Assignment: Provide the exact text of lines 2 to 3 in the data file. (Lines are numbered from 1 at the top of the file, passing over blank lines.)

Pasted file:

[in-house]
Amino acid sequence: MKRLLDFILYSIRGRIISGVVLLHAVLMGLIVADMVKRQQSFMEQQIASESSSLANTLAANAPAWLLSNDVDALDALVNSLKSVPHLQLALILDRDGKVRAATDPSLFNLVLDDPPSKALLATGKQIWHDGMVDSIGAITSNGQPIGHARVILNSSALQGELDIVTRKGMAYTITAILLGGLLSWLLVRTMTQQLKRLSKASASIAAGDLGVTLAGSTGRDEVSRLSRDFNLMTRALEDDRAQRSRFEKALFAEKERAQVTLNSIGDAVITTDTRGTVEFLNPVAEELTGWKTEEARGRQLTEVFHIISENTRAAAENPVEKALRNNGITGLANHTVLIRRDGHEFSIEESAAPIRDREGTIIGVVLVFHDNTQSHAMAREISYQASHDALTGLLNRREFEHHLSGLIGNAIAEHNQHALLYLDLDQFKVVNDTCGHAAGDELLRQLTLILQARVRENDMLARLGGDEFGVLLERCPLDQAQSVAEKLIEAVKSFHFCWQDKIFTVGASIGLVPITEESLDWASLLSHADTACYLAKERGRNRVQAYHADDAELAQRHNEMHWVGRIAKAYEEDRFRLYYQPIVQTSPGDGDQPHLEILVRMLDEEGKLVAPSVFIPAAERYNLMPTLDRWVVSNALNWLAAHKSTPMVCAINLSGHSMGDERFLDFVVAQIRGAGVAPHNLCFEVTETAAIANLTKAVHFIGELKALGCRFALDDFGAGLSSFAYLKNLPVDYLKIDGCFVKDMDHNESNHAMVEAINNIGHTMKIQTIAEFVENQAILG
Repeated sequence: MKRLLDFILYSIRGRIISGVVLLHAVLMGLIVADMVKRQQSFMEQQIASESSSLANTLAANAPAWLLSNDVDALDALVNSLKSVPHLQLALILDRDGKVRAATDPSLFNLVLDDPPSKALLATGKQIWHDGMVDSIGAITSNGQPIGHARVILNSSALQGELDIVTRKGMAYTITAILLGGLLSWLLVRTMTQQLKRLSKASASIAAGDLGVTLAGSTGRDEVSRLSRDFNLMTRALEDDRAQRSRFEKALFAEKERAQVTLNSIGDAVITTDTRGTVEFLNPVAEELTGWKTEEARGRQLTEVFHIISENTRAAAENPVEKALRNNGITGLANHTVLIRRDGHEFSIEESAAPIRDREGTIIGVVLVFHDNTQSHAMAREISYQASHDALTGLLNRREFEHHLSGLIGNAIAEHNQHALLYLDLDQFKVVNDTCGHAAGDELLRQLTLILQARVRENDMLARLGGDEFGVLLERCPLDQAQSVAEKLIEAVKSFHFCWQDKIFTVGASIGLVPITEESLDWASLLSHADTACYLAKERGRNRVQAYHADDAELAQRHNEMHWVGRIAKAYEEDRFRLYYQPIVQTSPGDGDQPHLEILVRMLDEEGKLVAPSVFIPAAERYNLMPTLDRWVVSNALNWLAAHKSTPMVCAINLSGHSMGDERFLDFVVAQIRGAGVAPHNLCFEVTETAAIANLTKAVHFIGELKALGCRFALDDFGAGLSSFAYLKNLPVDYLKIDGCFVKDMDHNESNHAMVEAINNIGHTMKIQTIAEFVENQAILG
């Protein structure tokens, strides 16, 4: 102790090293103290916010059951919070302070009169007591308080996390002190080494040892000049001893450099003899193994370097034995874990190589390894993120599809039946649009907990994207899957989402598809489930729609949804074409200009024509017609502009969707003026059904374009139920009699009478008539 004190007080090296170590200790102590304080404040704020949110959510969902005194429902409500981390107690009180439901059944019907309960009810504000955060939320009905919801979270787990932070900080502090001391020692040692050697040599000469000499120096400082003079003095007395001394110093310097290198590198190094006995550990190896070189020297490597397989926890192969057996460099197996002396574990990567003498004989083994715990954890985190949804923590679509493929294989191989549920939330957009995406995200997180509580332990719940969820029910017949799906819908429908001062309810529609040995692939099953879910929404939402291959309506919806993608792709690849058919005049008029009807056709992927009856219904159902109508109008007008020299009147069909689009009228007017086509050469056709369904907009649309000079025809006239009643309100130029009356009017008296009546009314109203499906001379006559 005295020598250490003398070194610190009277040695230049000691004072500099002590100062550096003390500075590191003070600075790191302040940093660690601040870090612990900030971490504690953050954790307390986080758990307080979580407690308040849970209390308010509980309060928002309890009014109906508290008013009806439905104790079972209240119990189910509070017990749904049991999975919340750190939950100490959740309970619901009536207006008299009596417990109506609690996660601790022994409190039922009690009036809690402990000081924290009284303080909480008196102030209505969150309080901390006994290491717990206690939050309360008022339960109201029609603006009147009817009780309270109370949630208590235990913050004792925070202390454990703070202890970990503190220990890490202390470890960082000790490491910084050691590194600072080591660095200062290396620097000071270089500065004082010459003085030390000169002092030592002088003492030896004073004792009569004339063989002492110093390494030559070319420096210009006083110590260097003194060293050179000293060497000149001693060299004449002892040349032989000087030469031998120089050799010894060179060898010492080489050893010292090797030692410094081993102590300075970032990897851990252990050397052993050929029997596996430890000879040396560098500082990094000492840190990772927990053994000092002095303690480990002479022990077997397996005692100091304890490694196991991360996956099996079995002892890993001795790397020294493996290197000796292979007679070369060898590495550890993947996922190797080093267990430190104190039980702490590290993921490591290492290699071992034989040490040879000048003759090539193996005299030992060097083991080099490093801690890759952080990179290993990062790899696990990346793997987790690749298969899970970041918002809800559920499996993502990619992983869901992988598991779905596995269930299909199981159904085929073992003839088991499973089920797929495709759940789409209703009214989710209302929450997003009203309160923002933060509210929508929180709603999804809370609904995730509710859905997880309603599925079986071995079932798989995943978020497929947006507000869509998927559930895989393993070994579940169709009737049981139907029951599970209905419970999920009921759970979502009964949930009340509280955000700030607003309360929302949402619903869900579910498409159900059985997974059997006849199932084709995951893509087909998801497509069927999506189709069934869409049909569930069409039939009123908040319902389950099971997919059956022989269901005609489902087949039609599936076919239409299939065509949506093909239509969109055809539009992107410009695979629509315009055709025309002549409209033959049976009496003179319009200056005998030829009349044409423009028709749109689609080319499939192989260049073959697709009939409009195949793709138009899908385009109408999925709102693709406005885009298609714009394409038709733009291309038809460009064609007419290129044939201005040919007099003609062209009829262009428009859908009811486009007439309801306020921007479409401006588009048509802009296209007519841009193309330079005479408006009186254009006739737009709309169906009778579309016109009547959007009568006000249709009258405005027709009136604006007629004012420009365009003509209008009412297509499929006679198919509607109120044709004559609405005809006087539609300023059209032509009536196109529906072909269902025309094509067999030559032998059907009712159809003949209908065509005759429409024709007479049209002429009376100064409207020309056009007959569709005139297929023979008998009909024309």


Amino acid sequence: MKRLLDFILYSIRGRIISGVVLLHAVLMGLIVADMVKRQQSFMEQQIASESSSLANTLAANAPAWLLSNDVDALDALVNSLKSVPHLQLALILDRDGKVRAATDPSLFNLVLDDPPSKALLATGKQIWHDGMVDSIGAITSNGQPIGHARVILNSSALQGELDIVTRKGMAYTITAILLGGLLSWLLVRTMTQQLKRLSKASASIAAGDLGVTLAGSTGRDEVSRLSRDFNLMTRALEDDRAQRSRFEKALFAEKERAQVTLNSIGDAVITTDTRGTVEFLNPVAEELTGWKTEEARGRQLTEVFHIISENTRAAAENPVEKALRNNGITGLANHTVLIRRDGHEFSIEESAAPIRDREGTIIGVVLVFHDNTQSHAMAREISYQASHDALTGLLNRREFEHHLSGLIGNAIAEHNQHALLYLDLDQFKVVNDTCGHAAGDELLRQLTLILQARVRENDMLARLGGDEFGVLLERCPLDQAQSVAEKLIEAVKSFHFCWQDKIFTVGASIGLVPITEESLDWASLLSHADTACYLAKERGRNRVQAYHADDAELAQRHNEMHWVGRIAKAYEEDRFRLYYQPIVQTSPGDGDQPHLEILVRMLDEEGKLVAPSVFIPAAERYNLMPTLDRWVVSNALNWLAAHKSTPMVCAINLSGHSMGDERFLDFVVAQIRGAGVAPHNLCFEVTETAAIANLTKAVHFIGELKALGCRFALDDFGAGLSSFAYLKNLPVDYLKIDGCFVKDMDHNESNHAMVEAINNIGHTMKIQTIAEFVENQAILG
Repeated sequence: MKRLLDFILYSIRGRIISGVVLLHAVLMGLIVADMVKRQQSFMEQQIASESSSLANTLAANAPAWLLSNDVDALDALVNSLKSVPHLQLALILDRDGKVRAATDPSLFNLVLDDPPSKALLATGKQIWHDGMVDSIGAITSNGQPIGHARVILNSSALQGELDIVTRKGMAYTITAILLGGLLSWLLVRTMTQQLKRLSKASASIAAGDLGVTLAGSTGRDEVSRLSRDFNLMTRALEDDRAQRSRFEKALFAEKERAQVTLNSIGDAVITTDTRGTVEFLNPVAEELTGWKTEEARGRQLTEVFHIISENTRAAAENPVEKALRNNGITGLANHTVLIRRDGHEFSIEESAAPIRDREGTIIGVVLVFHDNTQSHAMAREISYQASHDALTGLLNRREFEHHLSGLIGNAIAEHNQHALLYLDLDQFKVVNDTCGHAAGDELLRQLTLILQARVRENDMLARLGGDEFGVLLERCPLDQAQSVAEKLIEAVKSFHFCWQDKIFTVGASIGLVPITEESLDWASLLSHADTACYLAKERGRNRVQAYHADDAELAQRHNEMHWVGRIAKAYEEDRFRLYYQPIVQTSPGDGDQPHLEILVRMLDEEGKLVAPSVFIPAAERYNLMPTLDRWVVSNALNWLAAHKSTPMVCAINLSGHSMGDERFLDFVVAQIRGAGVAPHNLCFEVTETAAIANLTKAVHFIGELKALGCRFALDDFGAGLSSFAYLKNLPVDYLKIDGCFVKDMDHNESNHAMVEAINNIGHTMKIQTIAEFVENQAILG